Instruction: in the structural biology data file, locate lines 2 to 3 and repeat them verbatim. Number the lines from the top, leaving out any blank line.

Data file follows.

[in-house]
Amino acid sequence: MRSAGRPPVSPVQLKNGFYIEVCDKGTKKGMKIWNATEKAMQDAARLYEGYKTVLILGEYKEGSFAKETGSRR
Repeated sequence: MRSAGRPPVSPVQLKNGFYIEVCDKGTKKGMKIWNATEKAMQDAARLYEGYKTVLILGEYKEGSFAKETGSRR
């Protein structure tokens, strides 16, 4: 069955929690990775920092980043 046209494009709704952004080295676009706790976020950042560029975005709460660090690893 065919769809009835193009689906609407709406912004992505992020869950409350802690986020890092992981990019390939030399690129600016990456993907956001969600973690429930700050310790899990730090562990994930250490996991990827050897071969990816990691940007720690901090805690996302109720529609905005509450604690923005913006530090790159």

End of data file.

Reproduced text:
Amino acid sequence: MRSAGRPPVSPVQLKNGFYIEVCDKGTKKGMKIWNATEKAMQDAARLYEGYKTVLILGEYKEGSFAKETGSRR
Repeated sequence: MRSAGRPPVSPVQLKNGFYIEVCDKGTKKGMKIWNATEKAMQDAARLYEGYKTVLILGEYKEGSFAKETGSRR